Notes: 007's Next Mission in the U.S.; Store Moves
The Wall Street Journal has a briefing about the release May 28 of Devil May Care by Sebastian Faulks starring James Bond. The print run is 250,000, and Doubleday plans "a lavish marketing campaign."
Unlike other Bond novels written after the death of Ian Fleming, who would have turned 100 on pub date, Devil May Care is set during the Cold War, not in the present.
Bob Wietrak, v-p of merchandising at Barnes & Noble, which is ordering "a large quantity" of Devil May Care, told the Journal: "The downturn in the economy has prompted a demand for escapist fare."
The Bookshelf and the Blue Heron Coffeehouse, Winona, Minn., are moving in together and sharing space, as the two businesses had hoped to do earlier this year (Shelf Awareness, March 7, 2008), the Winona Daily News reported. Blue Heron had closed and is reopening on May 30. The Bookshelf is moving from its current space on May 24 to the new spot at 162 W. Second St.
Noting that "books and coffee are a formula that has worked in a lot of small towns," Bookshelf owner Chris Livingston said the arrangement was ideal because he didn't want to be "in the food business. I'm in the bookselling business."
In the new location, the Bookshelf will no longer sell textbooks and is adding used books to its mix.
With two weeks to go before vacating its home of 35 years, Kennebunk Book Port, Kennebunk, Me., needed a loan to make a move, but in these credit-stingy times, owners Ellen and Rich Chasse had trouble finding a bank willing to lend them any money. But at the last minute, the Ocean Community Bank provided the necessary funds, and the store has moved to Shopper's Village on busy Route 1, the Portsmouth Herald News reported.
In the new space, Kennebunk Book Port is stocking more teen and YA books and for the first time, graphic novels. In addition, the store has longer hours and added several part-time employees.
Crocodile Pie, the 19-year-old children's bookstore in Libertyville, Ill., is closing at the end of July, according to the Chicago Daily Herald.
Owner Kim White said that the store had survived the growth of online retailers, chain bookstores and non-bookstore retailers like Wal-Mart. "It's just time to do other things," she told the paper. "My kids are now out of college and I want to travel and be with them."
White would rather sell than close, but no one has expressed interest in purchasing the store yet.
Jane Austen's novels have found surprising new fans in the new, bestselling, violent video game Grand Theft Auto IV, according to this report from late night TV host Conan O'Brien, who wonders if attempts to tone down the game have gone too far.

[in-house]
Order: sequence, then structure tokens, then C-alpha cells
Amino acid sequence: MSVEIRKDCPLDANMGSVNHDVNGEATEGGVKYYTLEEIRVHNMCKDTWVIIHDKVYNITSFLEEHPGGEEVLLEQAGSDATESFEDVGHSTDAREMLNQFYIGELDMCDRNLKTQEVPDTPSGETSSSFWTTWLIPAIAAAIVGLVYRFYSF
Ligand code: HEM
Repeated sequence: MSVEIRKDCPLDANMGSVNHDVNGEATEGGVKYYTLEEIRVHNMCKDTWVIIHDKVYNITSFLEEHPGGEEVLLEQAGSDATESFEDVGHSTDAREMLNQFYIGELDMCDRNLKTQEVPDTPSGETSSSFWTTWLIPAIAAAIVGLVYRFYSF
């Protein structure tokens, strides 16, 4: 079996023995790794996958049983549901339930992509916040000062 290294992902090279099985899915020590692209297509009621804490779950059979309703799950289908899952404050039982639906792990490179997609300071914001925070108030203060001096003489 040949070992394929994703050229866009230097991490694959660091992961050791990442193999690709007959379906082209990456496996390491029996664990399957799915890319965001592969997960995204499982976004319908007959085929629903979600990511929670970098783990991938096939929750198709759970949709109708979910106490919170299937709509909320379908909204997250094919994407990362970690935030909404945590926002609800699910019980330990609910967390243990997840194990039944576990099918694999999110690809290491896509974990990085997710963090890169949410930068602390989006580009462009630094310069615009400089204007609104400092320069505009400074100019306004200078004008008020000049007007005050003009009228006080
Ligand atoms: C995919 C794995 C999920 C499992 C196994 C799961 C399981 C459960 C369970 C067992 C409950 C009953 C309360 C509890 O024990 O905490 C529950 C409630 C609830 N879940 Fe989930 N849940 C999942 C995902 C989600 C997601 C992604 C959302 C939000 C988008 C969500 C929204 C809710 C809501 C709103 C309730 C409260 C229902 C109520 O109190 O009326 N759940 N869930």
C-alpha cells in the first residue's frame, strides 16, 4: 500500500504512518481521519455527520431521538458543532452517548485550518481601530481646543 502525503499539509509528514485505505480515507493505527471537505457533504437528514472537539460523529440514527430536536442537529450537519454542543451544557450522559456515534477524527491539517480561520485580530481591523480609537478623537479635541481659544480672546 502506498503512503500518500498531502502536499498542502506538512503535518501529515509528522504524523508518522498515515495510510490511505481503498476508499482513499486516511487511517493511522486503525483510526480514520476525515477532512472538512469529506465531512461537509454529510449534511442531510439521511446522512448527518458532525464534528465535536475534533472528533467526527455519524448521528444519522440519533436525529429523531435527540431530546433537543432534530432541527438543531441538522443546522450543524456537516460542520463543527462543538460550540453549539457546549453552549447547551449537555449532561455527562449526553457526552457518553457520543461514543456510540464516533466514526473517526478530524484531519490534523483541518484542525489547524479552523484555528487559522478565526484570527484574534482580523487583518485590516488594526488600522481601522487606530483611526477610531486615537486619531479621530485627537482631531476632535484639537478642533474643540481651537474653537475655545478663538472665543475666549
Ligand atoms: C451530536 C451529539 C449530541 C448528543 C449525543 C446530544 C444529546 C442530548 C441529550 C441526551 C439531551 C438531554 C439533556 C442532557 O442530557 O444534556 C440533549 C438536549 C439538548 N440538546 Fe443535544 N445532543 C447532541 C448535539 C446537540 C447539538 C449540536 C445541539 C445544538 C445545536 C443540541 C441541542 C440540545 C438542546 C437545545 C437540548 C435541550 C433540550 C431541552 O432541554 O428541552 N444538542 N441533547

Is book burning always a bad idea? One of the most notorious book
burnings in history occurred on May 10, 1933, when the Nazis publicly
burned thousands of books three months after Hitler took power. AbeBooks
has marked the 75th anniversary of this incident by interviewing three
authorities who offer a range of views:
Matt Fishburn, Australian rare bookseller and author of Burning Books: "Most officially sanctioned fires are designed to control, and to announce what they stand for and what will be accepted under their rule. Burnings like those of the Nazis have something in common with the early modern burning of books in Europe. They announced what would be acceptable in future, and in the process shaped the new public sphere. The book burnings are the symbol; the repressive legislation that came in its wake was what enforced it."
Rebecca Knuth, author of Burning Books and Leveling Libraries: Extremist Violence and Cultural Destruction and Libricide: The Regime-Sponsored Destruction of Books and Libraries in the Twentieth Century: "Because book burning is associated with barbarism and the disintegration of civilization, it signals that things are out of control and society is under threat. When specific books or categories of books are targeted and destroyed, the individuals who identify with those books know that they themselves, their group, and their beliefs are under attack."
Shaun Bythell, owner of the Bookshop, Wigtown, Scotland, who staged a public book burning in 2005. "I suppose I didn't feel strange burning them because it was like cremating a corpse, rather than burning a living person. The books were dead in as much as nobody would ever read them again. We used a quotation from Rabbi Akiba Ben Joseph in our publicity material, which was 'The paper burns, but the words fly away.'"